Plato's Chat Room

In the latter part of Plato’s Phaedrus, there is an interesting discussion about the nature of writing versus the nature of speaking. Socrates contends that for purposes of enlightening the human soul through argumentation, writing will forever be inferior to speech. Writing, he insists, is merely a chit for memory. The enlightenment of the soul requires the actual presence of at least two human beings in pursuit of higher truths through rational debate. Indeed, human encounters are prerequisite for truth finding. The gist of his argument runs like this: our souls contain dimly recalled fragments of truth, so it can only be through them we will find our way back to the ultimate truth.

Despite all of the fanciful metaphysics, Plato’s view has the support of common sense. It always aids debate to be able to quickly cross question, to interrupt the argument to ask for clarification, to agree on usages, and to establish mutual assent on key points or definitions before moving on. To conduct this process through the medium of writing is fraught with ambiguity and the chance for error – not the least of which is the likelihood that you may miss an ironic tone or a shoulder shrug, or that the speaker might sense his listener’s confusion and clarify himself.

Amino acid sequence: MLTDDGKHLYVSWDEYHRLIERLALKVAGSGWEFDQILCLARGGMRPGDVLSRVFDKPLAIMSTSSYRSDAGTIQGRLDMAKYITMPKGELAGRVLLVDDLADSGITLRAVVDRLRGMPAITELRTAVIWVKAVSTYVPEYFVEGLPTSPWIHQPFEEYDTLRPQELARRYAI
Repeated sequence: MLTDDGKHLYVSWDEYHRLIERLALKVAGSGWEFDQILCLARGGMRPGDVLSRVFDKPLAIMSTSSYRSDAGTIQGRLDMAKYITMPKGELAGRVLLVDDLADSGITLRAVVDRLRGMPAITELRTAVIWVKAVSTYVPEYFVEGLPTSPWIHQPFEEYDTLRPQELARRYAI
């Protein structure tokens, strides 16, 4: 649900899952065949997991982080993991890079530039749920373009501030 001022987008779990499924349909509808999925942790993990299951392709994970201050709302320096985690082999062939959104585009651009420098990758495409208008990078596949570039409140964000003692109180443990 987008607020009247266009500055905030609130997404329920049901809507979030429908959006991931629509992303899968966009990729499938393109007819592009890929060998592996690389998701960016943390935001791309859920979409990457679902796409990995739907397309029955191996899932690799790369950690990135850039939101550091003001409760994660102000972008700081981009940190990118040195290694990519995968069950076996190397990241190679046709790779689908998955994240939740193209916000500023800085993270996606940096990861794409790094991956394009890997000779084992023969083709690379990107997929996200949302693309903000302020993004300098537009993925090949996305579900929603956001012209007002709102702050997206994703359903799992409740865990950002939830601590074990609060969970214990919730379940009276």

Derrida went back to this idea in the Phaedrus, but he argued that the difficulty in getting at truth that Socrates attributed the nature of writing was in fact a magnification of the nature of language itself. For Derrida, all communicative acts are misreadings (or misprisions), and there is little chance of arriving at any final agreement on meaning. I have been thinking about Plato’s dialog lately (and not, thankfully, about Derrida). It seems to me that twittering, threaded bulletin board discussions, and Internet snark do little to enlighten understanding. Like-minded people tend to gather at Internet sites, so not much happens but the reinforcement of already-held views. When there us debate, it tends to degenerate into invective and cheap shots (not unlike what Plato and other critics of democracy predicted would happen in egalitarian societies).

My question is this: to what degree is it the inherent nature of electronic communication to defeat the goal of persuasion? Would people be so quick to ridicule opposing ideas at a dinner party? Does the disembodied, anonymous nature of the exchange inhibit intellectual humility and encourage intemperate responses? In other words, to what degree was Plato right? Is direct communication a prerequisite to influencing the human soul?

Comments

brandonlawter said…
what does plato mean in his quote, "The Gods' service is tolerable, man's intolerable"?
brandonlawter said…
what does plato's quote "The Gods' service is tolerable, man's intolerable"?

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